I sit in his old chair, at his desk. I lean my head back and close my eyes. The chair is falling apart because he wore it down, got it to fit him perfectly. He refused to throw it out and now I'm trying hard to belong to the space he left behind, but I'm awkward and small and I don't. - Page 14
Grief touches different people in different ways. Eddie's mother has withdrawn from the world and stays at home. Beth, her mother's best friend, has moved in to try to help the broken family, but Eddie greatly dislikes her and would rather be out of the house while she's in it. Eddie finds some solace in Milo, the boy who has been her best friend since second grade, but when his ex-girlfriend comes back to town, she finds it easier to pull away from him.
Enter Culler Evans, who studied photography with her father. Who knows things about her father she doesn't. Who, at 20 years old, is removed from the high school scene. Who seems willing to help her figure out what could have driven her seemingly well-adjusted, successful father to end his life.
In her third novel, Courtney Summers has once again created a protagonist readers will care about, a young girl who is far from infallible. Eddie's vulnerability is apparent without making her a damsel in distress; she's not looking for someone to save her, and she knows it's too late to save her father, but she has a natural desire to preserve the good memories she has of him, of her family, and of herself. Classmates and other people in town say to Eddie casually, even thoughtlessly, that sometimes spur her into action. Even when she starts acting on impulse, Eddie is (thankfully) not utterly reckless. No one has more questions than she does - and no one has the answers she wants and needs.
I stare straight ahead. I don't want to look at [my mom]. I don't want to look at her because she's a misery vortex and I'm already sad enough. If she sucks me into her grief, that will be it. This whole household will go under. - Page 216
It would be easy to state the obvious: Fall For Anything is about loss, and grief, and, ultimately, acceptance. But that makes it sound like it's easy, to a degree, to get to that acceptance - and it's not. It isn't. As in her previous novels, Cracked Up to Be and Some Girls Are, Courtney Summers offers an unflinching look at the aftermath of a life-changing event. The author creates layered characters who talk and act like people really do. They hurt each other, intentionally or unintentionally, with their words and their actions. They are sometimes reluctant to accept the blame and face the consequences for their actions, yet they will blame themselves for things that weren't their fault, things that are beyond their control. Even if they didn't mean to say something, they meant what they said.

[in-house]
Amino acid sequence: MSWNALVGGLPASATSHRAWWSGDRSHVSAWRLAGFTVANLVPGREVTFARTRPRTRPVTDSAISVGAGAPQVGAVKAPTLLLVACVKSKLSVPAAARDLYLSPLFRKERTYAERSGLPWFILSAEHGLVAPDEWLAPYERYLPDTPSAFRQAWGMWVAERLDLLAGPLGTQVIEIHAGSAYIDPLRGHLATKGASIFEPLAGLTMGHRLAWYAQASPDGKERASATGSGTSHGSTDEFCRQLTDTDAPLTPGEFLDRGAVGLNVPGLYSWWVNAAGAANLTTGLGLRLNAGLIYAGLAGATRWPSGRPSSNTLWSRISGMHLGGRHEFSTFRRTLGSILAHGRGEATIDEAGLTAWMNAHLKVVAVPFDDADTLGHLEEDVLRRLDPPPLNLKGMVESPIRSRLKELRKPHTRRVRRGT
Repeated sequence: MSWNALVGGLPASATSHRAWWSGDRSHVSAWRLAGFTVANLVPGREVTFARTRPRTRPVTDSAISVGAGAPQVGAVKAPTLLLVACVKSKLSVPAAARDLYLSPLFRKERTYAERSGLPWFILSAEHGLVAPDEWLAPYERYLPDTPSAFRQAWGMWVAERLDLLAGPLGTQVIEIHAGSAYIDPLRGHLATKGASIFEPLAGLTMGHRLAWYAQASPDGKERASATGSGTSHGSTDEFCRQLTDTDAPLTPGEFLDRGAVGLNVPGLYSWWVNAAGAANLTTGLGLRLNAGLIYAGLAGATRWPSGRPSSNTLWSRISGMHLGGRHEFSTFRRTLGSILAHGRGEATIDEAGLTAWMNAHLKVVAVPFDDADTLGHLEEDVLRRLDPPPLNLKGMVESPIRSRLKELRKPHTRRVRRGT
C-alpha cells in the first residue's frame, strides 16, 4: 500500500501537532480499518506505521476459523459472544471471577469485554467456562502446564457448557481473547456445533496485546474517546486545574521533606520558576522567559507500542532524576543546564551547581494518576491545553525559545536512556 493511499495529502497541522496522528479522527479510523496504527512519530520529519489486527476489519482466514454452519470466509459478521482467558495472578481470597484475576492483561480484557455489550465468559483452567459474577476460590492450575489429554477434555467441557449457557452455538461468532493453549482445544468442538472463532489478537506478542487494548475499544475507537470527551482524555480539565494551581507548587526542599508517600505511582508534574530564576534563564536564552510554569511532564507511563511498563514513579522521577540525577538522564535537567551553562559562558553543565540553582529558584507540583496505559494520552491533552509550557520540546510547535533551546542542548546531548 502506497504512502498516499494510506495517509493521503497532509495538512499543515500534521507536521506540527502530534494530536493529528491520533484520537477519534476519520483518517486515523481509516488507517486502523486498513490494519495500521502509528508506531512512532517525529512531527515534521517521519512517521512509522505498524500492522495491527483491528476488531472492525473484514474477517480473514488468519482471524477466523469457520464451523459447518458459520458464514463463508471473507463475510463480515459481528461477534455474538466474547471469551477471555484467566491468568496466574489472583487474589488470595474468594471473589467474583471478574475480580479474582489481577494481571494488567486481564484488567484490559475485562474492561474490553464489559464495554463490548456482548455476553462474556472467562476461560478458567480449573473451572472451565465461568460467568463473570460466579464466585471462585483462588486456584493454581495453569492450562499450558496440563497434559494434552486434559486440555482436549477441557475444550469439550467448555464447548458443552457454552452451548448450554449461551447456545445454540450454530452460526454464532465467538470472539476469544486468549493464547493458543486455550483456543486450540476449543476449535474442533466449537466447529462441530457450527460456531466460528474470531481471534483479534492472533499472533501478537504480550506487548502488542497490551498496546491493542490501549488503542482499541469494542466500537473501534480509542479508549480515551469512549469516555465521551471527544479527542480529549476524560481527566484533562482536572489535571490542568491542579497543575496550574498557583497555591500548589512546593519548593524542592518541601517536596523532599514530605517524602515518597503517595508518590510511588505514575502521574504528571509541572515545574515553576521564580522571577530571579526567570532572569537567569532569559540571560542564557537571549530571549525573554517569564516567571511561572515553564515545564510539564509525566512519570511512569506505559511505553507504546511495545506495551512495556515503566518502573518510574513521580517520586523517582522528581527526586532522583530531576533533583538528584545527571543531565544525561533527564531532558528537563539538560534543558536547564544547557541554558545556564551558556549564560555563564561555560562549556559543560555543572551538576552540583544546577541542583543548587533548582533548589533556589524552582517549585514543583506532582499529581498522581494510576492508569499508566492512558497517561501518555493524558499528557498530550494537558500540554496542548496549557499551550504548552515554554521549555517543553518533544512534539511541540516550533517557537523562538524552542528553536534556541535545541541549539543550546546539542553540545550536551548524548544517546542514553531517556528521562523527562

The truth can hurt. The truth can heal. The most important truths do both.
That's what we truly have to accept.
Beth has been my mother's best friend since way before I was born. Beth is what happens to mean girls after they graduate high school. Beth is what happens to mean girls after they graduate high school and turn forty. Beth is what happens to mean girls after they graduate high school, turn forty, and develop gerontophobia and thanatophobia, which means she's unnaturally afraid of getting older and dying, which would be sad if her endless Botox injections and vitamin-popping and paranoid trips to the doctor weren't so mockable. Beth stays out of the sun as much as possible. She doesn’t want wrinkles or cancer, but she's a walking spray-on tan because she doesn’t want to look old either. She's always hated me. She wishes Mom and Dad never got married or had a kid because my existence just reminds her of how old she’s getting. - Page 5
- and a few pages later:
For her next birthday, I'm going to break into her house and fill it with clocks. - Page 8
Another favorite passage:
I stay in bed for a long time, staring at the ceiling, my mind blank. Empty. It sounds depressing, but it's not. Sometimes you can think too much. I actually made myself sick the first three days after because I had thoughts bigger than the space that contained them and too many of them were happening at once. Sometimes the quiet is good. Most times not, but just for now, in this tiny moment where the sun is edging up the sky, it's okay. - Page 46
Soundtrack for the book:
The album Stronger by Kelly Clarkson; the song Paint's Peeling by Rilo Kiley
Related posts at Bildungsroman:
Interview: Courtney Summers
Book Review: Cracked Up to Be by Courtney Summers
Book Review: This is Not a Test by Courtney Summers
What Makes Courtney Summers Smile